The 2011 Cliopatria Awards are now open for nominations. These awards are given out for the best bloggers, blogs, and posts in the field of history. But this year there is a new category: Best Twitter Feed. I’m not going lie, I’d love it if you nominated my feed for this award. I’m not sayin’, I’m just sayin’.
(Image: John James Audubon [Public domain], via Wikimedia Commons)
It’s not as hard to write a book in American religious history as you might think. Feel free to use this handy template.
Introduction- X has been important throughout American religious history.
Chapter 1. What the Puritans said about X
Chapter 2. What Jonathan Edwards (and maybe George Whitefield) said about X
Chapter 3. How X was shaped by the early Republic and the Second Great Awakening
Chapter 4. The Victorian X
Chapter 5. X in the Civil War
Chapter 6. Reforming X in the Progressive Era
Chapter 7. How X took on shifting meanings in pre-WWII America
Chapter 8. How the 1960s radically changed X, but not for everyone
Chapter 9. A new multifaceted X in the 21st century
Conclusion- See, I told you X was important.
Tenured Radical is spending time at the Reagan Library:
I say in all seriousness: if you are too focused on your own authority as a historian you will learn nothing from the people who love history and are out there practicing it beyond our scrutiny. For example, I learn a great deal when I ask total strangers why they are visiting the RRPL and how often they come. Informal research suggests that a great many elderly California Republicans who are hoovering up social security (while voting down the taxes that might allow anyone else to retire) are frequent repeat visitors to the RRPL. I suspect one reason is the desserts at the cafe, which are outstanding. Ronald Reagan loved dessert and so do I; therefore, I often assume that other people come to the RRPL for the dessert too.
But people tell me other things too, which indicate that the worship of Ronald Reagan is approaching a civil religion in this part of the world. “I just come to be close to him,” one woman said to me in front of the grave. Another commented, as we looked out over the replica of the South Lawn donated by Merv Griffin, TV talk show host and closet queen, “I find this to be a very spiritual place.” Many non-Californians may visit for spiritual reasons too, as the numerous mobile homes parked outside with plates from other states suggest.
The beauty of the building and grounds itself, which look out over vineyards, mountains, and neatly kept subdivisions, project the grace and reassuring, modest, upper-class folksiness that Reagan himself embodied. Reagan, we need to remind ourselves, cultivated his image as a cultural bulwark between order and disorder for a great many working and middle class white people who were dismayed and frightened by the determination of gays, women, and people of color for full citizenship. Because of this, the RRPL successfully evokes nostalgia for those prosperous Cold War years of white privilege and compulsory heterosexuality that the president and his conservative allies began to dismantle for good in the 1980s.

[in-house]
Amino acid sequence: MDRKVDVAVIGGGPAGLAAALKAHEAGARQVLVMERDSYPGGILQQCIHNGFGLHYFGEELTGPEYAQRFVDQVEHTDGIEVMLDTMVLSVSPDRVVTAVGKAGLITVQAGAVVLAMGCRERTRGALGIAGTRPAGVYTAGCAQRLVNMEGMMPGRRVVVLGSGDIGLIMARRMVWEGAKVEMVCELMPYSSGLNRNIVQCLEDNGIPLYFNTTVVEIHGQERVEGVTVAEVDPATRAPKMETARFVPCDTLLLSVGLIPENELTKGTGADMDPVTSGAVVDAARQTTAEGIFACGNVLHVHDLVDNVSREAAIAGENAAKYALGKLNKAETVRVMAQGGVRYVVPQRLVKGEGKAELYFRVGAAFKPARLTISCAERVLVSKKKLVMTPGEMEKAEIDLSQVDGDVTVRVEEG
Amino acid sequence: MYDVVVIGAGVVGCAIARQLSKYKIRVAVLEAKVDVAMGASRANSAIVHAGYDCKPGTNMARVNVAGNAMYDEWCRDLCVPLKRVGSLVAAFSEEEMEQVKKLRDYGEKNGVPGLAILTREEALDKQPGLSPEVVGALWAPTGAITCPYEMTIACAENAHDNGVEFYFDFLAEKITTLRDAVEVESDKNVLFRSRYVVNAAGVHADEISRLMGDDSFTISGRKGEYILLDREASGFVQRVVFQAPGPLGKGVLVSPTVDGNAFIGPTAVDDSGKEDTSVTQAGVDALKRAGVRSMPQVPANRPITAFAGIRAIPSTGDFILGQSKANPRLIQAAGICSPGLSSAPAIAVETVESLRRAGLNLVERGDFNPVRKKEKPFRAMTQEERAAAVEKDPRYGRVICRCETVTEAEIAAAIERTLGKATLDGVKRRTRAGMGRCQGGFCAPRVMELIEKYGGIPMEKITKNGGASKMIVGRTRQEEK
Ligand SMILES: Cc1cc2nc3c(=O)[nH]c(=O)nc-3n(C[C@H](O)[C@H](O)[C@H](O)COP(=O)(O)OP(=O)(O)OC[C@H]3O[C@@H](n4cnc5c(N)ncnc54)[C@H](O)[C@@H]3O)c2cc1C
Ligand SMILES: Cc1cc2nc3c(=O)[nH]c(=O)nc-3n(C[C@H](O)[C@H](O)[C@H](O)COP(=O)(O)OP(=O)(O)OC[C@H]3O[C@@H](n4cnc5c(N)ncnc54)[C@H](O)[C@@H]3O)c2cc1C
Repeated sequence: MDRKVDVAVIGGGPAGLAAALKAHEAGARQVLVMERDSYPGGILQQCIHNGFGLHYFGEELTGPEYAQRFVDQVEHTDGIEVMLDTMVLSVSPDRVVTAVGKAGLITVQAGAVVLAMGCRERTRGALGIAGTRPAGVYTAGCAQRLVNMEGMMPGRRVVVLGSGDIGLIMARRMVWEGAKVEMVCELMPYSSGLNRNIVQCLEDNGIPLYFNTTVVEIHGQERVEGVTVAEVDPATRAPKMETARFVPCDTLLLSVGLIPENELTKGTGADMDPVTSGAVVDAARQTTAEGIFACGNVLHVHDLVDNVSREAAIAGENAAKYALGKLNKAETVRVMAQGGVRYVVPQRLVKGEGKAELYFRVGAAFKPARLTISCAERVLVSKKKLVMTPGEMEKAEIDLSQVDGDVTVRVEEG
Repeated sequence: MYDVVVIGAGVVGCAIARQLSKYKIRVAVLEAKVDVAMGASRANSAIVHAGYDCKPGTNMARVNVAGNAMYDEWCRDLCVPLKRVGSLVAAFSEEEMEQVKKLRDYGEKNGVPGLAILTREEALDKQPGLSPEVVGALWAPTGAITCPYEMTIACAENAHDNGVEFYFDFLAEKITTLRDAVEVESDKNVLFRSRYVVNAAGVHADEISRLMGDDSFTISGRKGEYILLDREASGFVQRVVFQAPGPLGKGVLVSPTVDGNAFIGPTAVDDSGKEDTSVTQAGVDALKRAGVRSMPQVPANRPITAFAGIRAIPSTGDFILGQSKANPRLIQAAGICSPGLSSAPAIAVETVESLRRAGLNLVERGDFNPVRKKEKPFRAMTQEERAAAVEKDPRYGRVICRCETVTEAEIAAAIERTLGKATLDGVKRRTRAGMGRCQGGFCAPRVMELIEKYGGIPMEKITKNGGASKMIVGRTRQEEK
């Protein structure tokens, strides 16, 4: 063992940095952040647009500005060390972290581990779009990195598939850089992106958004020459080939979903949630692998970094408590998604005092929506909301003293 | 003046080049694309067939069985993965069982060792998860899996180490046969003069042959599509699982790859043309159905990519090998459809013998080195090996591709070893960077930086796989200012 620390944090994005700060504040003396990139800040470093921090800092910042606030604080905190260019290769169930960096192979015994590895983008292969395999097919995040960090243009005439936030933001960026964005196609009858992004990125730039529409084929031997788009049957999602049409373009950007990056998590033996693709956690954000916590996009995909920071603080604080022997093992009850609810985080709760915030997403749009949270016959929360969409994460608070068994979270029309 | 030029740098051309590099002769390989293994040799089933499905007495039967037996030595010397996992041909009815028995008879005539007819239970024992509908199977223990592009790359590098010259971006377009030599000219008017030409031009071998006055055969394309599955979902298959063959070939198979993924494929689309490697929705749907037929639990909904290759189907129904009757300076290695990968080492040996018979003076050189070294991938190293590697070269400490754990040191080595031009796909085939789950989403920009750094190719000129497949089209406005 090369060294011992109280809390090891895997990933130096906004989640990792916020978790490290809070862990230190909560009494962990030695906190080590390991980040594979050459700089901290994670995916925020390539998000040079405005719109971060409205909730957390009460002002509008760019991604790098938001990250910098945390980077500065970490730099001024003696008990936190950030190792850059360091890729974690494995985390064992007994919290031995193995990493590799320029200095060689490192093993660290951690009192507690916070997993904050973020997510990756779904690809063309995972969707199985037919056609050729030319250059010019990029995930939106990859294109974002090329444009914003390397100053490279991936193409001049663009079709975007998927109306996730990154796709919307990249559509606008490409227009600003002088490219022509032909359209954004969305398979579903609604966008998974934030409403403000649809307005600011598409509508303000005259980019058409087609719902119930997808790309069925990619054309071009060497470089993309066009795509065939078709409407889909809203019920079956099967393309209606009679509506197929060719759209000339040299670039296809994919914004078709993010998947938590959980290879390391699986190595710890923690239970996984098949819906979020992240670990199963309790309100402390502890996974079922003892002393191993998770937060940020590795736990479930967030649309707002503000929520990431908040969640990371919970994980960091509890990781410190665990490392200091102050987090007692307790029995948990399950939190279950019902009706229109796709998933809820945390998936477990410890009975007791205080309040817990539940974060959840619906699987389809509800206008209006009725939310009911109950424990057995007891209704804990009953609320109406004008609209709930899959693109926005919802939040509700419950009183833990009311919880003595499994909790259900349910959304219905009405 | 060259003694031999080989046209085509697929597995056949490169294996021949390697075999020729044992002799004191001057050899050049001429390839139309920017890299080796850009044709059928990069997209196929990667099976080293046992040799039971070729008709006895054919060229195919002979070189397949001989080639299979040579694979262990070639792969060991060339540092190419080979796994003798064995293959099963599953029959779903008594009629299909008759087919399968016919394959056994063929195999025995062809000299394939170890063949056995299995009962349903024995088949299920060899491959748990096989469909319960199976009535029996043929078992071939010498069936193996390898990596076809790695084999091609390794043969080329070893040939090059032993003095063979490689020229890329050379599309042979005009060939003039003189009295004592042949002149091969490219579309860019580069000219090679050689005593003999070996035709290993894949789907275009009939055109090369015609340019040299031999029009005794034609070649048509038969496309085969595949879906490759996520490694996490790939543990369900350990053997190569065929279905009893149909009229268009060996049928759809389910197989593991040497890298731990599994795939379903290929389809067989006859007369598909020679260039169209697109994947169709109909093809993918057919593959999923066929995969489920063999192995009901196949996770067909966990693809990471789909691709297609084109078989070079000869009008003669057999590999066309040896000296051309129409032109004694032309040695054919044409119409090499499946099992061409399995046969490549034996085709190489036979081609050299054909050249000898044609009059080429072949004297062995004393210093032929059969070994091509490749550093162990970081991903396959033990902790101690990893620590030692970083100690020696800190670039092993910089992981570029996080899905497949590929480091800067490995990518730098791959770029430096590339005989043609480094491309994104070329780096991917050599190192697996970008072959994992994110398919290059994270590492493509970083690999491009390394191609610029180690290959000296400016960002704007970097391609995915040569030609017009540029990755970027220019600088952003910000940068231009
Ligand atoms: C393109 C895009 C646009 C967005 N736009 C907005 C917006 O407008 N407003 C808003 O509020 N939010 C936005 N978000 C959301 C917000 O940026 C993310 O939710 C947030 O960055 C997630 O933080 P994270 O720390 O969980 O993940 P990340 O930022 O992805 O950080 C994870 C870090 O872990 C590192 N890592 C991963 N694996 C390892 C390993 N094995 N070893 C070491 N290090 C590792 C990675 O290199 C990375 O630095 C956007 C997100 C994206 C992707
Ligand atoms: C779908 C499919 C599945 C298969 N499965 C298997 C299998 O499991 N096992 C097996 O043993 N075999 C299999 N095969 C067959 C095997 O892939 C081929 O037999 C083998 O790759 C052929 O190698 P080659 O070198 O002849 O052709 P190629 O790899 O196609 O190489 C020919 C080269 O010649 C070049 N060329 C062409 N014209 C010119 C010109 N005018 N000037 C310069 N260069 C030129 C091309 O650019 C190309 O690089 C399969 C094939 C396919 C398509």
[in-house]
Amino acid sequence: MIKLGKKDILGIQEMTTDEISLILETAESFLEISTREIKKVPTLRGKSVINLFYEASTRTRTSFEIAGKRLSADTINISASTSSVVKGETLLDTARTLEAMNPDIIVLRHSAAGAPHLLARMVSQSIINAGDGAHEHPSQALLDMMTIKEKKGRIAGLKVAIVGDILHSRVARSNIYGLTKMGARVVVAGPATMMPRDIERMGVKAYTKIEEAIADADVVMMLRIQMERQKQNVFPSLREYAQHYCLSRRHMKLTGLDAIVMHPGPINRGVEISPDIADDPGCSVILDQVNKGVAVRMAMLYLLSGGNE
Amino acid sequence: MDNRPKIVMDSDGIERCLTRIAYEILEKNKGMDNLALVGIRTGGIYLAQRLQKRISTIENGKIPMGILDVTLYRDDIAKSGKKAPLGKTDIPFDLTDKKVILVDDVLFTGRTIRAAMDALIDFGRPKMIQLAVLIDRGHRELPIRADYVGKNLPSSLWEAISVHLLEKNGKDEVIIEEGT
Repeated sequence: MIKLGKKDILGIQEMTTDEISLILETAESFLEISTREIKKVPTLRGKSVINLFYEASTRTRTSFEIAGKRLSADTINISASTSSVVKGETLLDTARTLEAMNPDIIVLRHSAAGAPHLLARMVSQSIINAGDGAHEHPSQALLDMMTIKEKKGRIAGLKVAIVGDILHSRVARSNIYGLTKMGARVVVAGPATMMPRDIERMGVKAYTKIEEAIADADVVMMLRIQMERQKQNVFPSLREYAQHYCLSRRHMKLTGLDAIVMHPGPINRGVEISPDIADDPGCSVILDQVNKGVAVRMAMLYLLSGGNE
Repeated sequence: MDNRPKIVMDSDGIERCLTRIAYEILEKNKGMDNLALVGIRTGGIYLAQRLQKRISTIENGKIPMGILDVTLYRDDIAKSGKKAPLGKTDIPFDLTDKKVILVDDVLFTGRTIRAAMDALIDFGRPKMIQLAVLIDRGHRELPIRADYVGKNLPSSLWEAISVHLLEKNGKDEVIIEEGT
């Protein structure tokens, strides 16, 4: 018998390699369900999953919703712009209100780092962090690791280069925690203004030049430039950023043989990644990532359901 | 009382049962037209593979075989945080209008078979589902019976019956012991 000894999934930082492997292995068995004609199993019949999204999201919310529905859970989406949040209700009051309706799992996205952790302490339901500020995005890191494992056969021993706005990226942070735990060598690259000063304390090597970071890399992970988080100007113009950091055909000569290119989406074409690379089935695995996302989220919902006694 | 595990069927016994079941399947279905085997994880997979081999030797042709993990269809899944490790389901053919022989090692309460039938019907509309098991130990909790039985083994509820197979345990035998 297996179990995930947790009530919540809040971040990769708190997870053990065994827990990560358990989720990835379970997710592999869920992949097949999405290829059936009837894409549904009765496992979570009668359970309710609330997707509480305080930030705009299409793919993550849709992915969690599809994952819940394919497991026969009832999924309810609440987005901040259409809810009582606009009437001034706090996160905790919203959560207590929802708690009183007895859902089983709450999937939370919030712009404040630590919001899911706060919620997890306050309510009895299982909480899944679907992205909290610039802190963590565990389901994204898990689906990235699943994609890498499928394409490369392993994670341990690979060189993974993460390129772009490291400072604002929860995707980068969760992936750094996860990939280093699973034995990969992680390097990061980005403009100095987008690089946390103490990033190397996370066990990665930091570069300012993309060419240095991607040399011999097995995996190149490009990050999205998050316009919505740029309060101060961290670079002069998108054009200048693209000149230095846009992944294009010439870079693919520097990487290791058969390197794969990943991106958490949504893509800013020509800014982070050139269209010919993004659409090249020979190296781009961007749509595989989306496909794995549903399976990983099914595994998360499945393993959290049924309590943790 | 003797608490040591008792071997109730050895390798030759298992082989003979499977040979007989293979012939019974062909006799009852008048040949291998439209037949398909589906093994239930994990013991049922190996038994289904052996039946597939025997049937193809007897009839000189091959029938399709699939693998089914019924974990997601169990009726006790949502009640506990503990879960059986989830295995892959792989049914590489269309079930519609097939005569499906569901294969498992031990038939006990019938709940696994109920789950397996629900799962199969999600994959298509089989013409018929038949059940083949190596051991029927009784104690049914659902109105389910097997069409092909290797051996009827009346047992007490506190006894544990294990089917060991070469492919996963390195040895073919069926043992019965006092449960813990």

First, I think it’s finally time for a real deep study of Ronald Reagan in American popular culture. I haven’t read Kathryn Lofton’s Oprah book yet (it’s sitting in a pile on my desk) but I think Reagan is a cultural icon ripe for just such a gender/culture/political/sacred analysis.
Second thing, every graduate student should read the whole post because TR reminds us all that we are not in control of history. I think those of us who study religion may be a little more aware of this because we know we are not in “control” of religion, but rather, that people will practice and believe and live in ways that confound our theories and arguments. I think a lot of historians do believe that they are the keepers of historical orthodoxy and that it is there job to smack down those that might not use history correctly. I know I feel this way a lot. But I look at TR’s post and Jill Lepore’s Tea Party book and I realize that people deploy, mutilate, repurpose, and play with history in some amazing ways (in the same ways they do with religion). I think historians should offer strong critiques of “bad history” in the public sphere and should always be ready to interrogate the relationship between historical knowledge and power. However, we should also be aware of the ways people make use of history in creative and quotidian ways.
I’ve seen more snow at home in Atlanta than I did up in Boston. Weird. I spent a whirlwind two days up in Boston for the meetings of the American Historical Association and its smaller, more religious cousin, the American Society of Church History. There was plenty of religious history goodness to be had, but alas, I was on a time crunch. I flew in early Friday, stayed the night and flew back late Saturday. Here are my random thoughts, observations, and notes from the various panels I attended and things I found to occupy my time drawn from scattered marginalia in my conference book.
Friday afternoon’s panel on cosmopolitanism and the religious left at the turn of the 20th century was very good. John Pettegrew (Lehigh University) offered an interesting argument for Mark Twain as a religious liberal and for Twain’s belief in empathy as a force that bound humanity together. For Twain, argued Pettegrew, empathy was war’s opposite and it allowed for a universal humanity. Emily Mace’s paper (Princeton) analyzed some intriguing ritual festivals in the life of New York’s Ethical Culture School. These festivals organized around civic values of democracy and equality, as respondent Leigh Eric Schmidt pointed out, were anything but Durkheimian collective effervesance. Nonetheless, Mace’s point that we must not neglect ritual in the study of liberal religions is well founded. Finally, my favorite paper–if only because it was closest to my own research–was that of Ann Marie Kittelstrom (Sonoma State University). Kittlestrom traced the history of the National Federation of Religious Liberals in the wake of the 1893 World’s Parliament of Religion. In the NFRL and its successors, Kittlestrom sees the beginning of a real cosmopolitan pluralism that appreciated differences while still holding onto shared universals. Leigh Eric Schmidt (Harvard University) responded to all three papers in turn but for me his big take away was the importance of sympathy–in contrast to Pettegrew’s empathy. Sympathy, according to Schmidt, was a rich moral/social sentiment for bridging differences and imaging a cosmopolitan sensibility in the 19th century among religious liberals. Sympathy could be found in the subjects of all three of the papers presented.